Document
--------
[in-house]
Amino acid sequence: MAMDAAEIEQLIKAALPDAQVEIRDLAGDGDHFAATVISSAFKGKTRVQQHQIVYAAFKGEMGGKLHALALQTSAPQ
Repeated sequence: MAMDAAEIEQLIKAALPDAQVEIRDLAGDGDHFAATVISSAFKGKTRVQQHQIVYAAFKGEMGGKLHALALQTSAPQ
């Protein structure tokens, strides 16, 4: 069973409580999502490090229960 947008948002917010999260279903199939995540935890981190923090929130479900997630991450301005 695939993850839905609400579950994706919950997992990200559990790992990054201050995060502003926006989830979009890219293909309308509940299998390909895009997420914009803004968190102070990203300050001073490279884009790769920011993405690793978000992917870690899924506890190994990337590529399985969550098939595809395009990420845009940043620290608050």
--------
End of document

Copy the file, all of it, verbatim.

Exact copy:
[in-house]
Amino acid sequence: MAMDAAEIEQLIKAALPDAQVEIRDLAGDGDHFAATVISSAFKGKTRVQQHQIVYAAFKGEMGGKLHALALQTSAPQ
Repeated sequence: MAMDAAEIEQLIKAALPDAQVEIRDLAGDGDHFAATVISSAFKGKTRVQQHQIVYAAFKGEMGGKLHALALQTSAPQ
């Protein structure tokens, strides 16, 4: 069973409580999502490090229960 947008948002917010999260279903199939995540935890981190923090929130479900997630991450301005 695939993850839905609400579950994706919950997992990200559990790992990054201050995060502003926006989830979009890219293909309308509940299998390909895009997420914009803004968190102070990203300050001073490279884009790769920011993405690793978000992917870690899924506890190994990337590529399985969550098939595809395009990420845009940043620290608050």